Hercule Poirot has just completed his analysis of great writers of detective fiction when he is interrupted by Miss Restarick, an unimpressive lass of twenty or so with long straggly hair. The young girl starts by explaining that she might have killed someone, but before Poirot can ask more information, she says she's changed her mind and must leave. Before she closes the door, she adds "You are too old. Nobody told me you were so old... I'm really very sorry." Poirot is intrigued by the girl, and enlists Mrs. Oliver's help in investigating Miss Restarick. The detective duo soon discovers that not only is the girl nowhere to be found, but that no one seems to care that she is missing.
In his thirtieth appearance in a novel, Hercule Poirot is claimed to be too old. But that is surely not what the reader will think of the author's wit and cleverness. At the age of seventy-five Agatha Christie still succeeds in composing a quite entertaining mystery. Admittedly The Third Girl is not one of her masterpieces, but it still has the basic ingredients of a good detective story. The things that have changed more dramatically, in comparison to the novels she wrote in the 30's, are the flamboyant characters that make up the story. It is clear that Agatha Christie does not totally agree with the way teenagers are beginning to behave in the sixties. All they seem interested in is "sniffing snow", "swallowing LSD" and "using hemp". Surely, this is an exaggeration in which Agatha Christie reveals slowly losing touch with modern age.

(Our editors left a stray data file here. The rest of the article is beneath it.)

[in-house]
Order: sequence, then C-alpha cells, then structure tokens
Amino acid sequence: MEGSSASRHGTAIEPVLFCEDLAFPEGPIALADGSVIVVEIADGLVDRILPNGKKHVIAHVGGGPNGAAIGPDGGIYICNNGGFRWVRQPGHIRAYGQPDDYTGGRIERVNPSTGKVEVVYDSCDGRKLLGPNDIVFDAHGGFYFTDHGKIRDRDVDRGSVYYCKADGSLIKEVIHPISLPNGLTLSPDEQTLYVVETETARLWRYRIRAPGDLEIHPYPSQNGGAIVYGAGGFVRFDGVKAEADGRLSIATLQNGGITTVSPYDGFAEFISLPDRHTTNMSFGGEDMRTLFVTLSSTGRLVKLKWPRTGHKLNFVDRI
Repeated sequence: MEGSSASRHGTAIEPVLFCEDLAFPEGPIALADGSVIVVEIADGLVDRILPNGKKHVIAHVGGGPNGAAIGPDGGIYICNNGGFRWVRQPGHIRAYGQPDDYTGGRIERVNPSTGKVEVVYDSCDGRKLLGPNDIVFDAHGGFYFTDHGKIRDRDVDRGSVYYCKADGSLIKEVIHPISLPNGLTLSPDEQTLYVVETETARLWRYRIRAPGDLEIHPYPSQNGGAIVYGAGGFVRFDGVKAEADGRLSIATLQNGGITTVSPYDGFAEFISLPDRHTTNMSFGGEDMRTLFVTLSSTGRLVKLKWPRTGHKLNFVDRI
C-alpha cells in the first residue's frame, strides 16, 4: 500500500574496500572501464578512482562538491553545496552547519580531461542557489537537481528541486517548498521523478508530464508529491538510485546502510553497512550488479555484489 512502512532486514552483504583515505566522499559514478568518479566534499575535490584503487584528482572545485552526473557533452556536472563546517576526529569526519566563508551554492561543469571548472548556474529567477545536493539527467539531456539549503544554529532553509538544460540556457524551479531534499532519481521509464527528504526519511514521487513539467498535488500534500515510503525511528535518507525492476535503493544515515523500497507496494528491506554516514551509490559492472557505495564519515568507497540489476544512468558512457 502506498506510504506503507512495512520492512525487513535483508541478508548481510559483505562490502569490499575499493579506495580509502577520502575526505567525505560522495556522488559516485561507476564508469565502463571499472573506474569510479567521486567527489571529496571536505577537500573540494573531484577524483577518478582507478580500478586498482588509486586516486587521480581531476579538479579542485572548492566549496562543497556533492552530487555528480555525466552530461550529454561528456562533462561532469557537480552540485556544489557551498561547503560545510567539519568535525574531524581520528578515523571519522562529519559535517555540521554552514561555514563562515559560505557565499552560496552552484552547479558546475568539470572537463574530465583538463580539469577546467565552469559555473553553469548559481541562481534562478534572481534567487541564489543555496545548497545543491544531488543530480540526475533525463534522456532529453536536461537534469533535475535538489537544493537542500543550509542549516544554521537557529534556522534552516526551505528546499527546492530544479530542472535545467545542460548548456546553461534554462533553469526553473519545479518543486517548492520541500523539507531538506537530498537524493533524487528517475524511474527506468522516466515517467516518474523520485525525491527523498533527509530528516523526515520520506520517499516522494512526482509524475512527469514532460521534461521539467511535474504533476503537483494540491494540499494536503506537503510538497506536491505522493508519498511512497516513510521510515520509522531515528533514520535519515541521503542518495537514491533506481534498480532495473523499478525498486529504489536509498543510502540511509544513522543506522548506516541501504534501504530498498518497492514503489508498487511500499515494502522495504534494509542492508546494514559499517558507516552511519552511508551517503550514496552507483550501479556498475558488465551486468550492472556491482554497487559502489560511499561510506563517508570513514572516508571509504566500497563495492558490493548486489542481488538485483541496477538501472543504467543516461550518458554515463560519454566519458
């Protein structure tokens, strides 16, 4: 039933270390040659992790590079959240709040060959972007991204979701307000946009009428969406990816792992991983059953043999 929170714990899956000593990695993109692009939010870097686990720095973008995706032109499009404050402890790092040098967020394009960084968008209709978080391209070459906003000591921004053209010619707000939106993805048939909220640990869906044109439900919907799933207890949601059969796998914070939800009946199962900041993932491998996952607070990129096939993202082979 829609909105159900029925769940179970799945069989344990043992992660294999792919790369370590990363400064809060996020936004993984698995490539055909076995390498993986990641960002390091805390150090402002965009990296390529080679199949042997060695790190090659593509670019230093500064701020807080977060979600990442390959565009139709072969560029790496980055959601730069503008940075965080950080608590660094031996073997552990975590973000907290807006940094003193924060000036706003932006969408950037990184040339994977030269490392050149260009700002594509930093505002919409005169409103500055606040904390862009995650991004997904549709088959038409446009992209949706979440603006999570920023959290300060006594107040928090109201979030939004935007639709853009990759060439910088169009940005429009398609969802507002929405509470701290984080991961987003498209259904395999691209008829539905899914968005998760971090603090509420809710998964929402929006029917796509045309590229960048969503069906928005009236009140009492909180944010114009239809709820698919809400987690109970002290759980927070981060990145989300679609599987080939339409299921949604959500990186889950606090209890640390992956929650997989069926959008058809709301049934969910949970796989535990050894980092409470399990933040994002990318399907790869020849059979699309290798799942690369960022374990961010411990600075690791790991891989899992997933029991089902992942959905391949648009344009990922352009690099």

Nevertheless Poirot is as absurd and as able as ever, which pulls this story out of the pool of mediocrity. And be warned: the book starts of with a vital clue, so try to avoid reading the denouement while blaming yourself: "I should have known it!"